Stay positive – students benefit from hope and knowing we believe in them while being realistic about how best to move forward
- Use growth mindset language/framing
- Highlight the student’s past successes (a lá strengths-based advising) to stress their potential
- Employ coaching conversation style open-ended questions to help get at the underlying issues AND student driven solutions
Get specific – both in terms of the problem(s) and the solution(s)
- Set realistic goals
- Vague thinking leads to vague action. Thus, it is important to guide the student to develop a concrete, actionable plan to return to appropriate academic standing.
- Put a summary of this plan in your AdRx notes.
Accountability – When meeting with students after the initial plan/goal setting phase, check on progress
- Check to see if SER feedback matches what they are telling you about how classes are going.
- Inquire to see what other progress might have occurred
- Recalibrate the plan if circumstances have changed
This information is also available in a printer-friendly PDF.
Probation meetings are different from other advising meetings, so the preparation should be different, too. The guidelines below are relevant to all probation meetings, including students on elevated probation who are monitored by the Office of Undergraduate Retention and Achievement. See also the detailed guidance from the Office of Undergraduate Retention and Achievement
- Review the student's record:
- CHER: Review current and previous AD statuses; note of the Major Credit Deficit located in the CHER Academic Difficulty V03 list; read probation letter
- AdRx: Review contact notes; check for SER feedback
- SIS-AAR: Review transcript, especially performance in probation semester and Major GPA (MGPA) courses; note courses, requirements, and content areas of particular concern
- Create an agenda: Based on the information you reviewed in CHER, AdRx, and SIS-AAR, create a list of topics and issues to cover during the meeting
- AdRx notes for probation meetings should include:
- Probation code (e.g., PR-sm1); see the quick reference list below or link to the AD status overview chart
- Current Cumulative GPA (CGPA)
- Current Major GPA (MGPA)
- Last Semester GPA (SGPA)
- Academic impediments
- Student’s planned actions to address impediments
- Academic dismissal risk
- Current enrollments
- Progress toward degree and in major (e.g., excessive Ws, repeated course work)
- Current academic impediments (e.g., work obligations, financial issues, family issues, health issues)
- Academic policies (e.g., benefit of Extended-X?, Incomplete Grade)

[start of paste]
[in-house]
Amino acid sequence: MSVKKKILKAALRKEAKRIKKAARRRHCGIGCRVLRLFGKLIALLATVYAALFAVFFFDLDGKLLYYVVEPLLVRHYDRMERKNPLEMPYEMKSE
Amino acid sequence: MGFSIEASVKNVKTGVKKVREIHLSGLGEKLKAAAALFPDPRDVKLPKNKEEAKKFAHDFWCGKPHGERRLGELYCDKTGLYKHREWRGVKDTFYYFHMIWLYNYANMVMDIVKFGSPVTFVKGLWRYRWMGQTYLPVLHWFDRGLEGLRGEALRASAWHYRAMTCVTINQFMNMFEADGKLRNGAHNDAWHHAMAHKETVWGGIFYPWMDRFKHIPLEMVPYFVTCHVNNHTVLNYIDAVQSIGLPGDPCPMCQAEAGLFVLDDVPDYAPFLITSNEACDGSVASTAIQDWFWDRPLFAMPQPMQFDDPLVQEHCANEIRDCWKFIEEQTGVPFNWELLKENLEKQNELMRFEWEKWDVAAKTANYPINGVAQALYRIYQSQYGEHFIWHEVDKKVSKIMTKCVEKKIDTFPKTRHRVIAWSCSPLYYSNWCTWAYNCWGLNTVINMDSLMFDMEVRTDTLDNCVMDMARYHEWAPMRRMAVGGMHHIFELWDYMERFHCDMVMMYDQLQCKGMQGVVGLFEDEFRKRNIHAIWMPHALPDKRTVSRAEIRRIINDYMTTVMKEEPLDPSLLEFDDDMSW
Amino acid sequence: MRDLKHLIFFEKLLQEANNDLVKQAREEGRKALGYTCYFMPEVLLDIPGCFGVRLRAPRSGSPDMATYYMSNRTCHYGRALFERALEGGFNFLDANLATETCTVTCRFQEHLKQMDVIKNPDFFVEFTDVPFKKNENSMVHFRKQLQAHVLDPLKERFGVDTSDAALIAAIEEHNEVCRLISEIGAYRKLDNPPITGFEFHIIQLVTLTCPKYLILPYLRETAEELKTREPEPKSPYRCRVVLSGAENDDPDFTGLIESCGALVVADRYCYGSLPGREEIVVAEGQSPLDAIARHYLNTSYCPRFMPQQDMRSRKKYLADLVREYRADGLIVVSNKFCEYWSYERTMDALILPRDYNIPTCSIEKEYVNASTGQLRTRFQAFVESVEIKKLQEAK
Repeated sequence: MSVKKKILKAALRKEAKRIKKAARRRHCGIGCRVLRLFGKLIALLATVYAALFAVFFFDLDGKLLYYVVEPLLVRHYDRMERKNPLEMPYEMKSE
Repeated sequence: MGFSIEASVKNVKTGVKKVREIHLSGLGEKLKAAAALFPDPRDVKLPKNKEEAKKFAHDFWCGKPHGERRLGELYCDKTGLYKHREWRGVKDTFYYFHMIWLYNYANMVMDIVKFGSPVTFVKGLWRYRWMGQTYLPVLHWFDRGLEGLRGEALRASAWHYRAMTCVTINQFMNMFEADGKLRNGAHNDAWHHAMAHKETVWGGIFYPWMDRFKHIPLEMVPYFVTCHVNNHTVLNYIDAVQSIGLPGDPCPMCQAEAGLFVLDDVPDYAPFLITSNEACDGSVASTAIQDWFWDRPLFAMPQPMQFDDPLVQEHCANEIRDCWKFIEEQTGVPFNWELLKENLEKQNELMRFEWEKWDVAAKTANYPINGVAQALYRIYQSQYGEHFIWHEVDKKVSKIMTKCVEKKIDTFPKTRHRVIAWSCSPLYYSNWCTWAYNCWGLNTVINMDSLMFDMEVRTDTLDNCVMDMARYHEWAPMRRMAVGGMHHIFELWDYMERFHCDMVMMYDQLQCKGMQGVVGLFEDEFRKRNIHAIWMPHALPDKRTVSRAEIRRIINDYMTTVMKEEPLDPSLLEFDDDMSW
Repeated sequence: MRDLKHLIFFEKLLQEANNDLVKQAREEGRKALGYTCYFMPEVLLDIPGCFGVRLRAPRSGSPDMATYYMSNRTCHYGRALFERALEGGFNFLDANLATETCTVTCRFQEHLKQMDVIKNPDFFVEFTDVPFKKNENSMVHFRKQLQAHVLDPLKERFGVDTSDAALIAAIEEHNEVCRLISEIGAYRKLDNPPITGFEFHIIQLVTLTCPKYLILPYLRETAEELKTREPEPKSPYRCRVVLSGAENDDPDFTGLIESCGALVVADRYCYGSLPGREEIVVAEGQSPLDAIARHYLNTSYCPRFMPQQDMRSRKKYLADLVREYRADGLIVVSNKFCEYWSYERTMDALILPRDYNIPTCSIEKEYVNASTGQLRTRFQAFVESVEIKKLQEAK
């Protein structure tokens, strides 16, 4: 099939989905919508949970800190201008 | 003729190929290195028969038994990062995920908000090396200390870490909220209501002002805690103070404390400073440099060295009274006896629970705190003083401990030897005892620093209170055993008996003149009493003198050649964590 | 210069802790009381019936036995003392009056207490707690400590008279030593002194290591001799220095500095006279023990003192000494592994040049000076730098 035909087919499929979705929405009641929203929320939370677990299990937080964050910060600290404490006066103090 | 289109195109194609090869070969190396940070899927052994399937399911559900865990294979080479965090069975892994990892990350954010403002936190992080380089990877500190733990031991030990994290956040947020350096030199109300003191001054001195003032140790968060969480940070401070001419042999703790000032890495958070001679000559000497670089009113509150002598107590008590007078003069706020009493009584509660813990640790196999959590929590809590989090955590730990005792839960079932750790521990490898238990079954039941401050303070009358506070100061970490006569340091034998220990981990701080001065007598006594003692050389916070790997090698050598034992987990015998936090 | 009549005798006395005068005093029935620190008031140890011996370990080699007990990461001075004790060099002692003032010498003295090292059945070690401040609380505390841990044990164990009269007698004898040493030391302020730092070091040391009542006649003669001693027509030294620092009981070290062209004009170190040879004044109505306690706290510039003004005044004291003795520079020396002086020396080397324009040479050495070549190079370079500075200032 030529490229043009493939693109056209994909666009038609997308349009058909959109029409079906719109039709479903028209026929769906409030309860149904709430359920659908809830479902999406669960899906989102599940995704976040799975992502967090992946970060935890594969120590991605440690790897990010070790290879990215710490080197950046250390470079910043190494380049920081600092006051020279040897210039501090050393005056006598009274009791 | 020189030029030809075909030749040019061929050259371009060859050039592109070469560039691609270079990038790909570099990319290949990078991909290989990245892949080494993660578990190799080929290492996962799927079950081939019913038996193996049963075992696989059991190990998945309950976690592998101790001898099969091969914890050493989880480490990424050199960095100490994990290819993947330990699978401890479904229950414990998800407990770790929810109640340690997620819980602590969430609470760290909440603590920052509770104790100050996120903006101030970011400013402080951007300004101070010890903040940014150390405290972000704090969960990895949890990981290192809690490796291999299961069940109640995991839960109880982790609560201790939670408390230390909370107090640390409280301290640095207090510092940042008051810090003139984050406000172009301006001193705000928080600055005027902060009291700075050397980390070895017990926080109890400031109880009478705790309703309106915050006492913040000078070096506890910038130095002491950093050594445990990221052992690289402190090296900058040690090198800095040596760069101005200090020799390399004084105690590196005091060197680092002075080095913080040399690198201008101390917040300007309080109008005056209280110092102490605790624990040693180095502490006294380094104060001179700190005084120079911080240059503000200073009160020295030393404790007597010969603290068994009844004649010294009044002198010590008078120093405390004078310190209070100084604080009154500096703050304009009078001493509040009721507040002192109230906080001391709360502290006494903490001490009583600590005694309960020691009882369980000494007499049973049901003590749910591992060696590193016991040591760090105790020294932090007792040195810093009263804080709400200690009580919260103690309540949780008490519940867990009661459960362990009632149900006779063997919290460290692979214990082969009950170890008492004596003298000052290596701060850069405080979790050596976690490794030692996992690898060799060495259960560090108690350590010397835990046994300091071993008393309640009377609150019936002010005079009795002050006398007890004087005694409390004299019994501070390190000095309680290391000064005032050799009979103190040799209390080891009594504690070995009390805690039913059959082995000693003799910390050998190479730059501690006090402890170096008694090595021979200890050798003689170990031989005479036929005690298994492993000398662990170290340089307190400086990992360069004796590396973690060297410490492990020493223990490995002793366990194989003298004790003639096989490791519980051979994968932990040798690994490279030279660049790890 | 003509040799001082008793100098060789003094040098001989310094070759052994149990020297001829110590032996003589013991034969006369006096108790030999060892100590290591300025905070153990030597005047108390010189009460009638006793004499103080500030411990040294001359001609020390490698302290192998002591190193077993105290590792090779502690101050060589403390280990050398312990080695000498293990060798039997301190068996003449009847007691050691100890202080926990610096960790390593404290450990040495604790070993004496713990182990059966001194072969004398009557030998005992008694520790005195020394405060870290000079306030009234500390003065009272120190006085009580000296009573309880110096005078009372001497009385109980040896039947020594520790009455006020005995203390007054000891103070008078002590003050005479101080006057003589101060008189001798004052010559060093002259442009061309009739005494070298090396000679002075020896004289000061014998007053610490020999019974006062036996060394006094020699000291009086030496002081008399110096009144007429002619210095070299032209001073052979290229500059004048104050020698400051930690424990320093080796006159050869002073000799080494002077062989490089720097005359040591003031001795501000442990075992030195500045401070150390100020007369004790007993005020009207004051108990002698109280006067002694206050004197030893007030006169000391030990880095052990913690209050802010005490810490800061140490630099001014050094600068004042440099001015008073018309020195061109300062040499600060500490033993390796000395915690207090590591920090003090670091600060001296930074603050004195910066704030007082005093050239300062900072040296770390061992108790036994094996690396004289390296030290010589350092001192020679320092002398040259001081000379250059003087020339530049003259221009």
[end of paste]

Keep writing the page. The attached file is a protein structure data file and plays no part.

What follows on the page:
- Major Credit Deficit as listed in CHER Academic Difficulty V03 list
- College academic dismissal criteria
- Current term Auto-W and WAS deadlines (8W1, 8W2, and full-term)
- Actions (e.g., schedule adjustments, major exploration)
- Resources (e.g., WTS, MLC, CAPS, CHG, SAO)
- Referrals (e.g., faculty members, other College advisors, HPPLC)
- Student response to recommendations
- Removed or list of additional actions for student to complete
- As needed: Include other key information from the meeting not otherwise reflected
A GPA deficit is a number used by the College of Arts and Sciences to estimate the amount of work a student must undertake to raise their GPA to 2.000, the minimum required for both the College GPA and Major GPA to be in good academic standing. Read as “the number of credit hours that must be taken in which a B grade is earned to raise the GPA to 2.000 or higher.” Grades earned that are higher than a B will lower the deficit more quickly; C, C+, and B- grades will lower the deficit more slowly.
You can view the Major GPA deficit in your Academic Difficulty V03 list in CHER.
To understand how the GPA deficit is calculated:
- Two variables needed:
- t = Total credit hours (units) taken in major (exclude incompletes (I), Rs, Ws, S, P, Test, and in-progress (IP) courses; but do include F and regular X'ed grades)
- e = Total GPA points earned for courses counted above (see chart below)
- (t x 2) – e = deficit (for 000 goal)
- Always round answer up to the nearest whole number
Have questions related to a student's case and want to consult a person on the Retention & Achievement Team? Here is a chart to help you identify the best person to field your inquiry.
The College maintains a list of helpful resources that can benefit students in a variety of circumstances. Review this list to see if you want to refer a student to any of them as merited by the student's situation.
The College’s probation status and policy is part of its larger retention and persistence efforts. NACADA’s clearinghouse has a variety of resources that touch on retention and persistence; you may be able to glean additional ideas and insights to use with your students from these resources. The Advising Community on Probation & Dismissal also hosts a variety of helpful resources.